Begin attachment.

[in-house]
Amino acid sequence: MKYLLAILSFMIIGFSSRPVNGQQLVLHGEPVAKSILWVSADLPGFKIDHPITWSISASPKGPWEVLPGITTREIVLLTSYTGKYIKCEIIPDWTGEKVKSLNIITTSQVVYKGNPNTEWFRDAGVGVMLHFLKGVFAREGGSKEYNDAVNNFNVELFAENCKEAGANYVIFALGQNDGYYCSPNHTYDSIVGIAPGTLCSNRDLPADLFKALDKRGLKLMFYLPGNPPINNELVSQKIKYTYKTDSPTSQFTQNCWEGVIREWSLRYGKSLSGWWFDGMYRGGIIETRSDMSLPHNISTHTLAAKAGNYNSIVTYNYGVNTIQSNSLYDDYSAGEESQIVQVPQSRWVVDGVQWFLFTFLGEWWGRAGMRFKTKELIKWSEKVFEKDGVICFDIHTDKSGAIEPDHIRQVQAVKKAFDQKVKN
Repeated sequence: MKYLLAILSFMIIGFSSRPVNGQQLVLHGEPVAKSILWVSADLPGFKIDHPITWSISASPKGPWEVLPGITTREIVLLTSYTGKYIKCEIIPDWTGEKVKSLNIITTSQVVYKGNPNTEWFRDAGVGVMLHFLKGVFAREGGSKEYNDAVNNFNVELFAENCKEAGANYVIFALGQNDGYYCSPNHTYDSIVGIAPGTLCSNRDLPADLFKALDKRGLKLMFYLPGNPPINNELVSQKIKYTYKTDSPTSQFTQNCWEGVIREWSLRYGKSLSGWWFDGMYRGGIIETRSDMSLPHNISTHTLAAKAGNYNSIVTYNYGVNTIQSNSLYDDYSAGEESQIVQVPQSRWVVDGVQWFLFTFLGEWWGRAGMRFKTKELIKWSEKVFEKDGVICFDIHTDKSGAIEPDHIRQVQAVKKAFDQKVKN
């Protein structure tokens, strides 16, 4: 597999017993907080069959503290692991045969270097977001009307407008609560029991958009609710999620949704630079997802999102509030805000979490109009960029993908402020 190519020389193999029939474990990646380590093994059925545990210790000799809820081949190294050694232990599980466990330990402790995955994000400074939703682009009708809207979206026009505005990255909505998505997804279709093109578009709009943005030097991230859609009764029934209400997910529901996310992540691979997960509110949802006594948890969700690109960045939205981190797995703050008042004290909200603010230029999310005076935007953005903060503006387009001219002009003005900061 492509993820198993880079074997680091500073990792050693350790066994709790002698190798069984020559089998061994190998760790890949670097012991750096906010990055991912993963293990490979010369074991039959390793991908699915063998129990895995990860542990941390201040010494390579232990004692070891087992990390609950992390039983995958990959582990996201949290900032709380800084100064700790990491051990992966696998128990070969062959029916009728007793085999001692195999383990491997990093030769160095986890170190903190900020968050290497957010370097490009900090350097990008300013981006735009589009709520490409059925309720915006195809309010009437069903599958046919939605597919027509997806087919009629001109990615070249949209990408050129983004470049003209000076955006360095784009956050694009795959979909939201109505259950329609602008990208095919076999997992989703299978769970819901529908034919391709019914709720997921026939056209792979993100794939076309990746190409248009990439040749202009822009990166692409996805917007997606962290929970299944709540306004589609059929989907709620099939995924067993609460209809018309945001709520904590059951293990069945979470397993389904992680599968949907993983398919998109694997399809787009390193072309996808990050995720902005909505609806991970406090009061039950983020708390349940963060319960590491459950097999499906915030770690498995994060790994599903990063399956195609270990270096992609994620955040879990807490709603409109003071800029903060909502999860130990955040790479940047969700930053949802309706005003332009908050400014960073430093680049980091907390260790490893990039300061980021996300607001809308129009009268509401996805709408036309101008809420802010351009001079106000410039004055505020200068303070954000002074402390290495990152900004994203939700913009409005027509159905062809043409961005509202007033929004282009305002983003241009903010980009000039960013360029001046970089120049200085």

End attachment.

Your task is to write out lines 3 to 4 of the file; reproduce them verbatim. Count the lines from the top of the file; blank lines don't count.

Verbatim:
Repeated sequence: MKYLLAILSFMIIGFSSRPVNGQQLVLHGEPVAKSILWVSADLPGFKIDHPITWSISASPKGPWEVLPGITTREIVLLTSYTGKYIKCEIIPDWTGEKVKSLNIITTSQVVYKGNPNTEWFRDAGVGVMLHFLKGVFAREGGSKEYNDAVNNFNVELFAENCKEAGANYVIFALGQNDGYYCSPNHTYDSIVGIAPGTLCSNRDLPADLFKALDKRGLKLMFYLPGNPPINNELVSQKIKYTYKTDSPTSQFTQNCWEGVIREWSLRYGKSLSGWWFDGMYRGGIIETRSDMSLPHNISTHTLAAKAGNYNSIVTYNYGVNTIQSNSLYDDYSAGEESQIVQVPQSRWVVDGVQWFLFTFLGEWWGRAGMRFKTKELIKWSEKVFEKDGVICFDIHTDKSGAIEPDHIRQVQAVKKAFDQKVKN
């Protein structure tokens, strides 16, 4: 597999017993907080069959503290692991045969270097977001009307407008609560029991958009609710999620949704630079997802999102509030805000979490109009960029993908402020 190519020389193999029939474990990646380590093994059925545990210790000799809820081949190294050694232990599980466990330990402790995955994000400074939703682009009708809207979206026009505005990255909505998505997804279709093109578009709009943005030097991230859609009764029934209400997910529901996310992540691979997960509110949802006594948890969700690109960045939205981190797995703050008042004290909200603010230029999310005076935007953005903060503006387009001219002009003005900061 492509993820198993880079074997680091500073990792050693350790066994709790002698190798069984020559089998061994190998760790890949670097012991750096906010990055991912993963293990490979010369074991039959390793991908699915063998129990895995990860542990941390201040010494390579232990004692070891087992990390609950992390039983995958990959582990996201949290900032709380800084100064700790990491051990992966696998128990070969062959029916009728007793085999001692195999383990491997990093030769160095986890170190903190900020968050290497957010370097490009900090350097990008300013981006735009589009709520490409059925309720915006195809309010009437069903599958046919939605597919027509997806087919009629001109990615070249949209990408050129983004470049003209000076955006360095784009956050694009795959979909939201109505259950329609602008990208095919076999997992989703299978769970819901529908034919391709019914709720997921026939056209792979993100794939076309990746190409248009990439040749202009822009990166692409996805917007997606962290929970299944709540306004589609059929989907709620099939995924067993609460209809018309945001709520904590059951293990069945979470397993389904992680599968949907993983398919998109694997399809787009390193072309996808990050995720902005909505609806991970406090009061039950983020708390349940963060319960590491459950097999499906915030770690498995994060790994599903990063399956195609270990270096992609994620955040879990807490709603409109003071800029903060909502999860130990955040790479940047969700930053949802309706005003332009908050400014960073430093680049980091907390260790490893990039300061980021996300607001809308129009009268509401996805709408036309101008809420802010351009001079106000410039004055505020200068303070954000002074402390290495990152900004994203939700913009409005027509159905062809043409961005509202007033929004282009305002983003241009903010980009000039960013360029001046970089120049200085």